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Friday, July 12, 2013

On the Poor Definition and Measurement of Corruption

Sadly, we’ve entered into a world where the word “corruption” has become inadequate to describe the many and varied practices of profitable abuse by the powerful and connected of their inferiors. Like the popular (and sadly apocryphal) accounts Inuit with their numerous words for “snow,” we need more refined and granular terminology to describe various types of corruption. Hugh uses “kleptocracy” but that’s a name for a system of governance, not particular behaviors within that system.

I’m reluctant to make an object lesson of a large scale and, within its limits, well researched report by Transparency International (see end of the post for the full report). It surveyed 114,000 people in 107 countries. The study concluded that corruption had risen in most countries since its last poll two years earlier (the countries reporting a fall in corruption were Belgium, Cambodia, Georgia, Rwanda, Serbia, Taiwan). On a scale of one to five, with one indicating corruption was not a problem at all and five signifying a very serious problem, the average response across all countries was 4.1.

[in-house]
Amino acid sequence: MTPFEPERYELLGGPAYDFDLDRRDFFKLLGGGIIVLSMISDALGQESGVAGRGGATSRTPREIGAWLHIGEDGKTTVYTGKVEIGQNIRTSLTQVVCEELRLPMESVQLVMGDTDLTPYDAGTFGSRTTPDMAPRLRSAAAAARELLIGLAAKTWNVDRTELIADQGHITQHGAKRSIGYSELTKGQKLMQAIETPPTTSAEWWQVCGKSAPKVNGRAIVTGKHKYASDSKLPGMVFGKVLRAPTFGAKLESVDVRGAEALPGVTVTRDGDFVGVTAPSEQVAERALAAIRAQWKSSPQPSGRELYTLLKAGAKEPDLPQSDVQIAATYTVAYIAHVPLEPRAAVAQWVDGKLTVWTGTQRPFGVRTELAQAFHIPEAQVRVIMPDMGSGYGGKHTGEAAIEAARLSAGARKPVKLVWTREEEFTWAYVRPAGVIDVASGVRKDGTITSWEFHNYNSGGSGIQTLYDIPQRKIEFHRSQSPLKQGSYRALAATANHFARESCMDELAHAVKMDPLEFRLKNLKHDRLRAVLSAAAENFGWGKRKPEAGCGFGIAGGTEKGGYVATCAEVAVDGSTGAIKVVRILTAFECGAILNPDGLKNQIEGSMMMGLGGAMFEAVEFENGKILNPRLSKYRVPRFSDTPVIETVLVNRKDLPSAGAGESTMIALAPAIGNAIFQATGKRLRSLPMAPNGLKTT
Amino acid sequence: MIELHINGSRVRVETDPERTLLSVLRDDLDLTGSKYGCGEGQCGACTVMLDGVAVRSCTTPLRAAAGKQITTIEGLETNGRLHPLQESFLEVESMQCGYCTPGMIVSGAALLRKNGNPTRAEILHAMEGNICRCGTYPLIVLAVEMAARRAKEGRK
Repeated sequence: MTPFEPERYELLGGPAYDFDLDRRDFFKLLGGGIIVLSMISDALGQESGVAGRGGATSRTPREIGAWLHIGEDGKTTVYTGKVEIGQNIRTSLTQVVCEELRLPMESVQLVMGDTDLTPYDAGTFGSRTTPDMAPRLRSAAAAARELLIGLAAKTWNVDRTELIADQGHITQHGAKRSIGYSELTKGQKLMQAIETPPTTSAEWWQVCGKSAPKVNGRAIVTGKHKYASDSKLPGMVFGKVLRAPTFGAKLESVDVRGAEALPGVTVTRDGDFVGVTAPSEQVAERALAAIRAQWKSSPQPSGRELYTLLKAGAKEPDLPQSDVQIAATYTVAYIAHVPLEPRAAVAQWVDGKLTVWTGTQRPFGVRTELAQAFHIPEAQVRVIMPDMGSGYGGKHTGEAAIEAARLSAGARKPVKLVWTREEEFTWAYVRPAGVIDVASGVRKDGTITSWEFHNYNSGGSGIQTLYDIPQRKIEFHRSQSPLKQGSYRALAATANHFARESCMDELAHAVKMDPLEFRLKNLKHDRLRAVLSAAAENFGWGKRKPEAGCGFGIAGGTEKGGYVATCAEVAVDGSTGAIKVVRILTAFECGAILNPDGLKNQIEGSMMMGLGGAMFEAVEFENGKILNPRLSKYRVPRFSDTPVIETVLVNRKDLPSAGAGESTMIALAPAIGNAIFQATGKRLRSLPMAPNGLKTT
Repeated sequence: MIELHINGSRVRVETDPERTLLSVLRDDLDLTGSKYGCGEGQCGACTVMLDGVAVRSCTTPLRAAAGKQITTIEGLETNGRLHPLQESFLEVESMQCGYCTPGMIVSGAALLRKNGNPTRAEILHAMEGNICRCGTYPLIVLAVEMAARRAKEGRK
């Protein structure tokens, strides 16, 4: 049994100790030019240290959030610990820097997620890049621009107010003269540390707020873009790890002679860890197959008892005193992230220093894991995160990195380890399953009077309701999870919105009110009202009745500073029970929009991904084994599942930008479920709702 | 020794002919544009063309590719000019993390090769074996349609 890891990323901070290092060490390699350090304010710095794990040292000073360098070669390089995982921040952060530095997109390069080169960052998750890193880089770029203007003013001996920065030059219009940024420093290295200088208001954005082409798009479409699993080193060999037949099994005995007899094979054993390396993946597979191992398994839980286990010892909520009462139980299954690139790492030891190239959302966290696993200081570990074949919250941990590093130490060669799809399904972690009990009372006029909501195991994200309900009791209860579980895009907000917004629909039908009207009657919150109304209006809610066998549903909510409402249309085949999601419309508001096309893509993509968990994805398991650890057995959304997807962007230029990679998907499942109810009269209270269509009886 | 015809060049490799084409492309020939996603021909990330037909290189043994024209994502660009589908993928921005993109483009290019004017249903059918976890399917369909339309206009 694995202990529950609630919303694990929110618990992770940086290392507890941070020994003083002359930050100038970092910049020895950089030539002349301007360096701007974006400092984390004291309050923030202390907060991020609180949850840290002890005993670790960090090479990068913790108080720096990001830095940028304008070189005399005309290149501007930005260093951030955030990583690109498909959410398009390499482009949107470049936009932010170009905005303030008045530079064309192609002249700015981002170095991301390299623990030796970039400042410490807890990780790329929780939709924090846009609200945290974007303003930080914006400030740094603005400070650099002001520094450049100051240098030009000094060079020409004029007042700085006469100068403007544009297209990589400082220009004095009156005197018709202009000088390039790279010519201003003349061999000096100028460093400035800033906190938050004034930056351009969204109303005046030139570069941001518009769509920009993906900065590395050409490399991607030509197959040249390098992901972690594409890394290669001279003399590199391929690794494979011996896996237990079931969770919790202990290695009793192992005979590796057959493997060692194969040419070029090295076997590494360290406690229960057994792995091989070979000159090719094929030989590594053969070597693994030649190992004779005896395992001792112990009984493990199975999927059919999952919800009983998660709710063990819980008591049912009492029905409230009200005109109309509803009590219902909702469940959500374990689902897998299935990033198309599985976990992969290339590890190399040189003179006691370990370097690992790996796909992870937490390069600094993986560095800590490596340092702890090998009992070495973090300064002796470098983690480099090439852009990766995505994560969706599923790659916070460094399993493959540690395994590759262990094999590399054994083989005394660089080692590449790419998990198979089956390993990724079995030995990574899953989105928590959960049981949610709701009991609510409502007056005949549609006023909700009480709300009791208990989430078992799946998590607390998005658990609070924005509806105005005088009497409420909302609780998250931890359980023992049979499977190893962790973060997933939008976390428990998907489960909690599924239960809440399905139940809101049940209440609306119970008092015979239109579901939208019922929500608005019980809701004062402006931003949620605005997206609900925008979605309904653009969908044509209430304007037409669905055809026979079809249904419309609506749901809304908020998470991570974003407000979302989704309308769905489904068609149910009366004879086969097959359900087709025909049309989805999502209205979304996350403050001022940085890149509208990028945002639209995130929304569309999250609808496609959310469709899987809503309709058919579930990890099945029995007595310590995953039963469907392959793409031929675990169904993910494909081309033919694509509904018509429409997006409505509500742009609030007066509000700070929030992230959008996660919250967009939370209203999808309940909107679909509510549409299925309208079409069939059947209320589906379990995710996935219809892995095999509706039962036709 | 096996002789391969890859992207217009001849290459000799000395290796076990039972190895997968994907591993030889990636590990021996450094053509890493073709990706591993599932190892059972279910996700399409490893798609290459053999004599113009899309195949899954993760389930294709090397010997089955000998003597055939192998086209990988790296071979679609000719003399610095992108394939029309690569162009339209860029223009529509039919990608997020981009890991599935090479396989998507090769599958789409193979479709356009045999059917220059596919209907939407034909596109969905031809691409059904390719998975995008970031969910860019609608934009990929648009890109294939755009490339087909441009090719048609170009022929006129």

Yet how did the survey define corruption? In practice, they only asked about two types of behavior: bribes and “when decisions to allocate public resources are distorted by money, power, access, or some combination of the above.” So in cruder terms, it’s pilfering of the public purse. But even then, the survey didn’t hone in crisply on the issue (for instance, question 3 was “In your dealings with the public sector, how important are personal contacts and/or relationships to get things done” and question 4 was “To what extent is the country’s government run by a few big interests looking out for themselves?”).

Now in fairness, these questions might be taken as reasonable proxies for corruption. But the focus of the report on bribery, which is a big issue in many countries (over 1/4 of the respondents reported paying a bribe in the previous year, including 7% of the people surveyed in the US, 5% in the UK, 5% in Italy, 7% in Switzerland (?). France and Germany appear to have been exempted from this survey.

The problem is that this model of corruption implicit in this survey appears to be a developing country model of corruption, in which you can have abusive local headmen running towns of local offices as personal sinecures, and various levels of organized crime either controlling certain services or competing with government in providing “protection” (not that we don’t have that happening in advanced economies too, but we see it as an anomaly). But in the US, we have institutionalized corruption, and it includes form that don’t even register on the Transparency list.

To name some:

1. The revolving door, which leads to outcomes like regulations not being rigorously enforced or wink-and-nodding through rent-extraction mechanisms being waved in during rulemaking. This isn’t a budgetary allocation, which is what Transparency worries about, but it’s often more valuable.